F L E M I S H P A P E R S
Designs made from wood blocks
hand cut by Grant O’Brien
A BIT OF HISTORY
Many years ago when I was making copies of Ruckers virginals and harpsichords, I cut quite a large number of wood-blocks from which I printed up the patterns that were necessary to decorate these instruments. Doing this was one of the many ways that I tried to learn more about the processes involved in the making of the historical instruments made by the various members of the Ruckers family before I wrote my book on the Ruckers family tradition. Since then these hand-cut blocks have lain neglected and un-used. In the intervening period between when they were cut some 40 years ago and now many people have asked me if I would sell papers printed from these blocks. As I now have a bit of time, I have decided to make copies of these papers available to the public and to other harpsichord makers in particular. These papers are printed on hand-made acid-free cotton/linen rag paper which will not discolour with age. Unfortunately most modern Flemish papers currently available are printed on cheap but readily available wood-pulp paper which, just like old newspapers, becomes brittle, turns darker and discolours with age and exposure to light. Only acid-free rag paper has the intrinsic stability ensuring that it does not to change properties with exposure to light over a long period of time. Hand-made, neutral pH paper is, however, much more expensive than ordinary paper because of the amount of time and manual work that goes into its manufacture. This, along with the time involved in the actual preparation of the designs and the cutting of the blocks, is one of the main components of the cost of these papers.
MAKING THE BLOCKS
These blocks are not completely 'authentic'! It is likely that the original blocks used to make the Flemish papers, as with many of the similar blocks in the Plantin Moretus Museum in Antwerp, were made of pear, apple, cherry and, most often, of box. The woods used in the old blocks are ideal for cutting wood blocks in many respects. They are all extremely fine-grained and it is possible to cut very fine detail in them. Their hardness also means that they do not break nor wear easily (although it is clear from the papers on the Ruckers instruments that chips and defects occurred to the blocks and developed with time). But their hardness was, for me, one of their chief difficulties. As someone initially with no experience in wood-block carving, I found that my attempts using such hard and intransigent materials were mostly unsuccessful. So I used lime wood (tilia europaea - similar to American basswood = tilia americana) instead. The amount of fine detail in the designs of the Flemish papers is not great, so the fact that lime is not capable of being cut in such detail was not really a problem. I was not making a vast number of prints so that wear was also not a problem.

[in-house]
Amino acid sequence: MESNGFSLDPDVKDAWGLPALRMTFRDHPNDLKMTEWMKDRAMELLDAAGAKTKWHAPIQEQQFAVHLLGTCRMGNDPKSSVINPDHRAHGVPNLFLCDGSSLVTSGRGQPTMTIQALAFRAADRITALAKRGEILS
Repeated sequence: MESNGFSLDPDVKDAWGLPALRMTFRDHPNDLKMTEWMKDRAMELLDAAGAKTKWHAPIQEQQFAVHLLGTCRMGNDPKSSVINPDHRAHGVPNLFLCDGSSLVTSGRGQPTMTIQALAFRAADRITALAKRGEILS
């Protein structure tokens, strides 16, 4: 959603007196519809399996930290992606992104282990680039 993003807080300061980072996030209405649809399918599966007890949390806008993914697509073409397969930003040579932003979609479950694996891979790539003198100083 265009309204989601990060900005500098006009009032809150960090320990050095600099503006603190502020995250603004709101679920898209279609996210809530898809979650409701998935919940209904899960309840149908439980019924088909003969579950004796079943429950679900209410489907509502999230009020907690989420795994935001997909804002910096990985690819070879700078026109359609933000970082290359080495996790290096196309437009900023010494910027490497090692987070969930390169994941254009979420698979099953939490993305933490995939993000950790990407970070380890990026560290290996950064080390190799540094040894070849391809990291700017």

Because the wood of the block is cut plankwise, the cutter has to pull the knife toward himself. The technique of wood engraving was a later development and is done on end-grain boxwood using a graver pushed away from the cutter who is making the block. During printing the part of the block cut away is not inked, and the pattern printed results from ink transferred from the uncut flat sections of the block onto the paper. Obviously the patterns consisting of a black background with the pattern in white were quicker to cut than the corresponding negative pattern since less wood had to be cut away, and this may explain the rather large numbers of this type of 'black' patterns in existence.
In order to make an accurate copy of the Flemish paper designs I first of all photographed the original papers in situ on the original instruments, and with a ruler included in the photograph as a reference to get the scale and size of the papers correct. With the negative reversed and, using the scaled ruler as a basis to give the size of the original, I got a full-scale mirror image print of each of the patterns. In fact I made the image slightly less than full-scale to allow for the eventual expansion of the photographic paper when it was glued onto the block used for cutting, and further when the paper was glued in place in the instrument. The photographic image was glued onto a carefully-prepared piece of perfectly flat, plank-sawn lime using water-soluble glue.
When cutting the block it was necessary to angle the cut so that the process of cutting the fine detail determined both the edge of the pattern and also cut away the wood underneath at one and the same time. This meant that if the photographic paper was thick then the edge of the cut in the wood was slightly displaced from the edge of the cut at the top surface of the photographic paper because of parallax. To reduce the parallax effect I used a special 'air mail' photographic paper that was very thin. Even so the pattern often had to be cut out additionally by a small amount so that the small details were of the same 'weight' on the new block as on the original designs on the instruments.